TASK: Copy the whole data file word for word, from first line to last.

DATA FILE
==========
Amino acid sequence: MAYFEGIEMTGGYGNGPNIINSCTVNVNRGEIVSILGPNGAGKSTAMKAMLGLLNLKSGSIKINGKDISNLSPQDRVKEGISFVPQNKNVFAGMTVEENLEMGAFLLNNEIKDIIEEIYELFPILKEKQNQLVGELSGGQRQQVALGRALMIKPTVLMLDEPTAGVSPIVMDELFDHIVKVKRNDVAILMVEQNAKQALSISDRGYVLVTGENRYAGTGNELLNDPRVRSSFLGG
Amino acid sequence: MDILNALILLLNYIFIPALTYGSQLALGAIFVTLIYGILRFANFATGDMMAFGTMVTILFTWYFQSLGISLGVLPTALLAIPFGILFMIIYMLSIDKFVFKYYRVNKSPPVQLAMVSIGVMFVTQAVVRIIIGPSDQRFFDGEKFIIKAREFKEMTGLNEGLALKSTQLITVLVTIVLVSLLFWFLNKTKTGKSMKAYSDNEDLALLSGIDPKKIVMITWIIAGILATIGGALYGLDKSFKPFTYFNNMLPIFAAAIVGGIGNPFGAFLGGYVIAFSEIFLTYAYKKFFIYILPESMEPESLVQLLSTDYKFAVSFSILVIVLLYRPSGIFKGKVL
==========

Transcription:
Amino acid sequence: MAYFEGIEMTGGYGNGPNIINSCTVNVNRGEIVSILGPNGAGKSTAMKAMLGLLNLKSGSIKINGKDISNLSPQDRVKEGISFVPQNKNVFAGMTVEENLEMGAFLLNNEIKDIIEEIYELFPILKEKQNQLVGELSGGQRQQVALGRALMIKPTVLMLDEPTAGVSPIVMDELFDHIVKVKRNDVAILMVEQNAKQALSISDRGYVLVTGENRYAGTGNELLNDPRVRSSFLGG
Amino acid sequence: MDILNALILLLNYIFIPALTYGSQLALGAIFVTLIYGILRFANFATGDMMAFGTMVTILFTWYFQSLGISLGVLPTALLAIPFGILFMIIYMLSIDKFVFKYYRVNKSPPVQLAMVSIGVMFVTQAVVRIIIGPSDQRFFDGEKFIIKAREFKEMTGLNEGLALKSTQLITVLVTIVLVSLLFWFLNKTKTGKSMKAYSDNEDLALLSGIDPKKIVMITWIIAGILATIGGALYGLDKSFKPFTYFNNMLPIFAAAIVGGIGNPFGAFLGGYVIAFSEIFLTYAYKKFFIYILPESMEPESLVQLLSTDYKFAVSFSILVIVLLYRPSGIFKGKVL